Former Boston Bruins center Marc Savard officially announced his retirement from the National Hockey League on Monday. He finishes his career with 706 points in 807 career games with the Bruins, Atlanta Thrashers, New York Rangers, and Calgary Flames.
Savard, 40, last played in an NHL game in 2011. He signed a seven-year contract with the Bruins in 2009 that expired after the end of the 2016-17 season. He played 25 games during 2010-11, earning his name on the Stanley Cup after the Bruins beat the Vancouver Canucks.
Savard’s career unfortunately got cut short after suffering a severe concussion against the Penguins on March 7, 2010. After a now-infamous hit by Pittsburgh’s Matt Cooke, Savard needed to be stretchered off the ice. Incredibly, though, he returned in the 2010 playoffs after missing 41 games that season. He topped off his return with the winning goal in Game 1 of the Bruins’ playoff series loss to the Flyers.
But after a brief return to the ice in the 2010-11 season, Savard suffered another concussion and wouldn’t make it back on the ice for the rest of his career.
Despite the heartbreaking way his career ended, Savard played like an elite offensive centerman when he was on the ice for the Bruins. Though he first showed his high-end playmaking talent in his final season with the Thrashers, he proved to be no fluke with the B’s. In his prime years with the Bruins (2006-09), Savard scored 262 points in 238 games.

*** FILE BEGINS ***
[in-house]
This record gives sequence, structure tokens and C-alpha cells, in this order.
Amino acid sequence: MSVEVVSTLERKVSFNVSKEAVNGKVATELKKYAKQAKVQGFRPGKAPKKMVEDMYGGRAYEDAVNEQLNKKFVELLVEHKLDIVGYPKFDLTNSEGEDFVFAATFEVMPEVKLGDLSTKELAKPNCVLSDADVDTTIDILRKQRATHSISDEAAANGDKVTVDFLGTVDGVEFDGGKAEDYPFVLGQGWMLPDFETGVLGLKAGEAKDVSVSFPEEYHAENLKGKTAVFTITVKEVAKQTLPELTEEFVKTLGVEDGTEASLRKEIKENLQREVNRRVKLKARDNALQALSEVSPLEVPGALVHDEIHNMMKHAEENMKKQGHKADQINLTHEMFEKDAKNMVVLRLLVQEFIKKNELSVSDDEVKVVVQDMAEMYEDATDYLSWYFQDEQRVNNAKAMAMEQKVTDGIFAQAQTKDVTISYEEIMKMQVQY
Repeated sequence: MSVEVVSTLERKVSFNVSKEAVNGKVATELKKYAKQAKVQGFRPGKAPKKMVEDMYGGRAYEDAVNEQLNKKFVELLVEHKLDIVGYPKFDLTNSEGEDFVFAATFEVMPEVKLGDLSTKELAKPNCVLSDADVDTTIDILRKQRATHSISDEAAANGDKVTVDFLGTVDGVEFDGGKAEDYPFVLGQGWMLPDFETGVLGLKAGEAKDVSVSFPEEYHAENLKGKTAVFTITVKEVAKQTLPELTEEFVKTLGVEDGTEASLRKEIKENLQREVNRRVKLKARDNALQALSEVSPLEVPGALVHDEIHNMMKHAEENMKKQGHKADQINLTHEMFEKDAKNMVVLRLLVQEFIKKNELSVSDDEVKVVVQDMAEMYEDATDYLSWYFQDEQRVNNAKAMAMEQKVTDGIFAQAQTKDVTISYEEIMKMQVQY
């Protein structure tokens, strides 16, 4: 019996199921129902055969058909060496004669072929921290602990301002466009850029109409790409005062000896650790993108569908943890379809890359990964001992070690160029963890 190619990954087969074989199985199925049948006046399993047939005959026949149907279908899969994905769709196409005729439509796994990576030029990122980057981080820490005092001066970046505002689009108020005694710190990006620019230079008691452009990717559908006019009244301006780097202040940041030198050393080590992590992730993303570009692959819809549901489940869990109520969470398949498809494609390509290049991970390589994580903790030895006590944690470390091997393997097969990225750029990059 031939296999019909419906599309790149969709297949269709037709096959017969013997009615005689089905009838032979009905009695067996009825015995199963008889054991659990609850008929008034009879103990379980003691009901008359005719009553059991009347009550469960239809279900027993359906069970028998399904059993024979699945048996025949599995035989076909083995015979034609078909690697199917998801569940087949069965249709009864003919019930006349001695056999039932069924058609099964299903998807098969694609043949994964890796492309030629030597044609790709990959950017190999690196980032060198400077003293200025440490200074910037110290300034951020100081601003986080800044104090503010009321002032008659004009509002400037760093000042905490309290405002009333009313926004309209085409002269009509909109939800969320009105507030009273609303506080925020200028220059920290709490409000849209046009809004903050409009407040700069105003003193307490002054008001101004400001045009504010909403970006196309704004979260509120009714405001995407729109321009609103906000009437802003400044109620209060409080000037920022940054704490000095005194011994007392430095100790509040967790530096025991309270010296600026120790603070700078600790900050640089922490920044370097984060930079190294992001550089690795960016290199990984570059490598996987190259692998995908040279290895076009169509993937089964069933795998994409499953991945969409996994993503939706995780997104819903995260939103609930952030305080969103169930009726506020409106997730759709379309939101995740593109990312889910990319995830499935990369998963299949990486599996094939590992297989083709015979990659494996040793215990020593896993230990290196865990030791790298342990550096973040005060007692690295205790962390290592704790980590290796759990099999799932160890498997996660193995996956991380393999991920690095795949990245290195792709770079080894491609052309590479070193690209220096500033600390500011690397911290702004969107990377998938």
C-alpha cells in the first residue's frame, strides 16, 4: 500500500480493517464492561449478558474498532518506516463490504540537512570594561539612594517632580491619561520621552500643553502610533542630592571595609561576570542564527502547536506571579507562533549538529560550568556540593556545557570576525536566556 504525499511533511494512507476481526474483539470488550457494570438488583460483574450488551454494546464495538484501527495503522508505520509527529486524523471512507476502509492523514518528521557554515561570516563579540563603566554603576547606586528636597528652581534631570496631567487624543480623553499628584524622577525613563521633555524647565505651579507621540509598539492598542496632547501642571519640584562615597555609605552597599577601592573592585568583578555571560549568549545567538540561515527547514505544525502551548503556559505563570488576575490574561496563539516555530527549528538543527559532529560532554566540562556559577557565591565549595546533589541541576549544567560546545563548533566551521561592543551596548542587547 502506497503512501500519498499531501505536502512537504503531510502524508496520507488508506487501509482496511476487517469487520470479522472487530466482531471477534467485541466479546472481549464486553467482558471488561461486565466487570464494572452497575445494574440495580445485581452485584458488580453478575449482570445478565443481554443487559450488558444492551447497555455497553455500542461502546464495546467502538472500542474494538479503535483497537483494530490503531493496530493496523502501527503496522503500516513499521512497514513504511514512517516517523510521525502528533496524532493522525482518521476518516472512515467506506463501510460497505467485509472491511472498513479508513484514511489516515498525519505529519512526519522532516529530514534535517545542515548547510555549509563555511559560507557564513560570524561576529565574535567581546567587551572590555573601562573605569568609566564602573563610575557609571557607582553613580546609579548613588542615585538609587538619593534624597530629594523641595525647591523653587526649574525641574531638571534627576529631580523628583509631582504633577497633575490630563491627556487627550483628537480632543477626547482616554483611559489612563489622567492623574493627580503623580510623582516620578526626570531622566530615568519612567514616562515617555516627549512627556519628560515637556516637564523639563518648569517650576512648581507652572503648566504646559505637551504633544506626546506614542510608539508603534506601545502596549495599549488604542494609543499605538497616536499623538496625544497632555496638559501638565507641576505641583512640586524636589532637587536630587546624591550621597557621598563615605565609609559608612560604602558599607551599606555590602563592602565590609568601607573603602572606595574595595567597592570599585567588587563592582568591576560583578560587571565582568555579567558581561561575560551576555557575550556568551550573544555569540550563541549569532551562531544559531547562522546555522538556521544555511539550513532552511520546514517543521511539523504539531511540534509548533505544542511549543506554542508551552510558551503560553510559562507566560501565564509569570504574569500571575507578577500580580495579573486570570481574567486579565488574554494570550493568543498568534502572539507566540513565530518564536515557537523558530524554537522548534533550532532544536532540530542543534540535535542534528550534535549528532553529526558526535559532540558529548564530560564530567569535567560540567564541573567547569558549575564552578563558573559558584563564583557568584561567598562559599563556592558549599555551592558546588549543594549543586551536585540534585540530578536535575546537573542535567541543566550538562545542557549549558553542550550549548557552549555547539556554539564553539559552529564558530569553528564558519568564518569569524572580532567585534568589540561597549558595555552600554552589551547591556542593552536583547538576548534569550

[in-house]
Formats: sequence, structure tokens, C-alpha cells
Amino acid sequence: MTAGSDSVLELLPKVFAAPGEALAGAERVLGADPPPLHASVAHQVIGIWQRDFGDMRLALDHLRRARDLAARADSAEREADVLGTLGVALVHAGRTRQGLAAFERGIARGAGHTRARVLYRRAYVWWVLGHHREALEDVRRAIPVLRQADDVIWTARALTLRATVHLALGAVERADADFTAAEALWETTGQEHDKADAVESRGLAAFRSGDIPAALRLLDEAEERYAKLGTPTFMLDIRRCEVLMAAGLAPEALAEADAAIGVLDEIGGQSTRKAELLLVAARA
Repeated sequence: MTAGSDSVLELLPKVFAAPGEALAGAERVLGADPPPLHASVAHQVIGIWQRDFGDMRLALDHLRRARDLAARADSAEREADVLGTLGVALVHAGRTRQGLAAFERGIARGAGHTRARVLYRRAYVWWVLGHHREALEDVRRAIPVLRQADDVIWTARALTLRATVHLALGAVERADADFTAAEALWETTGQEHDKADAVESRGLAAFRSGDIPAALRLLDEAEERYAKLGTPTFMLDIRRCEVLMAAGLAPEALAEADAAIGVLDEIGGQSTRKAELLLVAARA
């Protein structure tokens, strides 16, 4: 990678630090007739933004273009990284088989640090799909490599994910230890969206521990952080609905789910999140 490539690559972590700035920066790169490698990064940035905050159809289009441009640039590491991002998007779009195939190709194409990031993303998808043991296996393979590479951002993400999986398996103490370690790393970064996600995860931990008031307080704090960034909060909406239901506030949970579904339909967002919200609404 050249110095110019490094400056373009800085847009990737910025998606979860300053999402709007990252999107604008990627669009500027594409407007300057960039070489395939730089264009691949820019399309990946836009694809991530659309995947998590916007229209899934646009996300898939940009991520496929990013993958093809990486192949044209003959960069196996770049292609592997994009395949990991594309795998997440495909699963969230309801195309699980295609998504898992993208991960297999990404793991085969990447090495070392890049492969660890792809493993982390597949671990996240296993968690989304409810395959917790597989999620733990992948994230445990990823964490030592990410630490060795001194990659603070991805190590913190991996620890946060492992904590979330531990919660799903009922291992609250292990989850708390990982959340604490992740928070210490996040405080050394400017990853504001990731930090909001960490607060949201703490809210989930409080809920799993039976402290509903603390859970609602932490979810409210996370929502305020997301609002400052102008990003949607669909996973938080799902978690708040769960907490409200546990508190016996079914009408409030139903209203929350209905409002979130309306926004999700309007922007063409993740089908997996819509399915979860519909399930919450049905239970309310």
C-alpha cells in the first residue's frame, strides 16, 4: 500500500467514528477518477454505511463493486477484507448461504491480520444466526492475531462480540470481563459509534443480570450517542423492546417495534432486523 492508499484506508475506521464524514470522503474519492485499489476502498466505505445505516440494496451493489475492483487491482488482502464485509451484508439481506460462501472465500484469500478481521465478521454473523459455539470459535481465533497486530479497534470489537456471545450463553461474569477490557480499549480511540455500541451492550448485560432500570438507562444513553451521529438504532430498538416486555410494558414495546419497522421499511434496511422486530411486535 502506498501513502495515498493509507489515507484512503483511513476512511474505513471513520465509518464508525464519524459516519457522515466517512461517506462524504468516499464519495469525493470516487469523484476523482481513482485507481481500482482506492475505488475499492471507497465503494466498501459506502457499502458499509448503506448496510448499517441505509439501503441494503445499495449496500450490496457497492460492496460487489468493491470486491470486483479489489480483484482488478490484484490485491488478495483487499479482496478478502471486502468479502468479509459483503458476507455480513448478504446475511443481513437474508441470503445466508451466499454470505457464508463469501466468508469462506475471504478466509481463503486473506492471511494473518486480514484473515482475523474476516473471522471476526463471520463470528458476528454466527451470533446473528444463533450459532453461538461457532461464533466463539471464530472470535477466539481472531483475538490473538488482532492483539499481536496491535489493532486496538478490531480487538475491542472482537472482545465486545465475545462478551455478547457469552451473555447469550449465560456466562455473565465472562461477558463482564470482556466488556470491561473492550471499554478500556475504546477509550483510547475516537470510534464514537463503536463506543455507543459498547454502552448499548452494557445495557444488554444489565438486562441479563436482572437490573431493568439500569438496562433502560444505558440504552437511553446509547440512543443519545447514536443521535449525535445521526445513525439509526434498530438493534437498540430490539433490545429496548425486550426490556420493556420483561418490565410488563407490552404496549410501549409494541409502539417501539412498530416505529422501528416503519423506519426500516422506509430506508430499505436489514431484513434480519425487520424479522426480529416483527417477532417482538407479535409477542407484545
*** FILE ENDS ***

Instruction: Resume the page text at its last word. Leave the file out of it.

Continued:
Marc Savard: Offensive Savant
Of course, those 262 points includes 200 assists. Anyone who watched Savard knew he was a playmaking wizard. He’d come up with ridiculously creative passes out of nowhere routinely. As a set-up man, Savard saw the ice as well as any player of his time when he had the puck on his stick. And he’d usually chip in around 20 goals as well.
His aggressive nature as a playmaker may have also led to turnovers at times. But for a few years, Savard easily presented the Bruins’ biggest scoring threat.
It really is a shame that he couldn’t make a comeback after his concussion problems in 2010-11. Without question he would’ve blown by 1,000 career points if he got to play a full career. But as part of his announcement, he also revealed that he intends to reenter the NHL in a coaching capacity.
There’s a chance Savard makes a good coach at the pro level. He had a high hockey IQ as a player, certainly on offense, and that could translate well behind the bench. But it’s good just to know that he’s feeling healthier now than in the recent past. That’s the most important part.
— By Matt Dolloff, 985TheSportsHub.com
Matt Dolloff is a digital producer for 985TheSportsHub.com. Any opinions expressed do not necessarily reflect those of 98.5 The Sports Hub, Beasley Media Group, or any subsidiaries. Have a news tip, question, or comment for Matt? Follow him on Twitter @mattdolloff or email him at email@example.com.